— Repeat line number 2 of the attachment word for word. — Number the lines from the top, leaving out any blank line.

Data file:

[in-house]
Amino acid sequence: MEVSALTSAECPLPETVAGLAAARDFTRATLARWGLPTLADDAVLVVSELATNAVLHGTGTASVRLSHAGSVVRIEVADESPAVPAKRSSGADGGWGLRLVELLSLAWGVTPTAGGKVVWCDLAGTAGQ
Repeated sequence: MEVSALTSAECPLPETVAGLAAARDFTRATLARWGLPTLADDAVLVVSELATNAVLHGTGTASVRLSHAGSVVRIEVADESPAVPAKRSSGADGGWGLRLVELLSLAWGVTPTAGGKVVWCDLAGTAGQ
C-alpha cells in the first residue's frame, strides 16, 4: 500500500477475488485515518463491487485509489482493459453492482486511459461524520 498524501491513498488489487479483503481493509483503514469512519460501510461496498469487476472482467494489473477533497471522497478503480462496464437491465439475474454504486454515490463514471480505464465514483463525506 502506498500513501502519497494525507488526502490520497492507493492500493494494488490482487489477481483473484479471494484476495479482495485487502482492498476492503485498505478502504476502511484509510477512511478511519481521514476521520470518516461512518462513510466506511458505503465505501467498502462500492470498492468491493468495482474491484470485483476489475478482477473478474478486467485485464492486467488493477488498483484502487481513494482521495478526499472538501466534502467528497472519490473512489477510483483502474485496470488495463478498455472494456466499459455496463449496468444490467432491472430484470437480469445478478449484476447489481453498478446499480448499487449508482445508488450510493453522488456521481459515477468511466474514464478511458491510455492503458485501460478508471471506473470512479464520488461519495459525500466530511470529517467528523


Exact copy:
Amino acid sequence: MEVSALTSAECPLPETVAGLAAARDFTRATLARWGLPTLADDAVLVVSELATNAVLHGTGTASVRLSHAGSVVRIEVADESPAVPAKRSSGADGGWGLRLVELLSLAWGVTPTAGGKVVWCDLAGTAGQ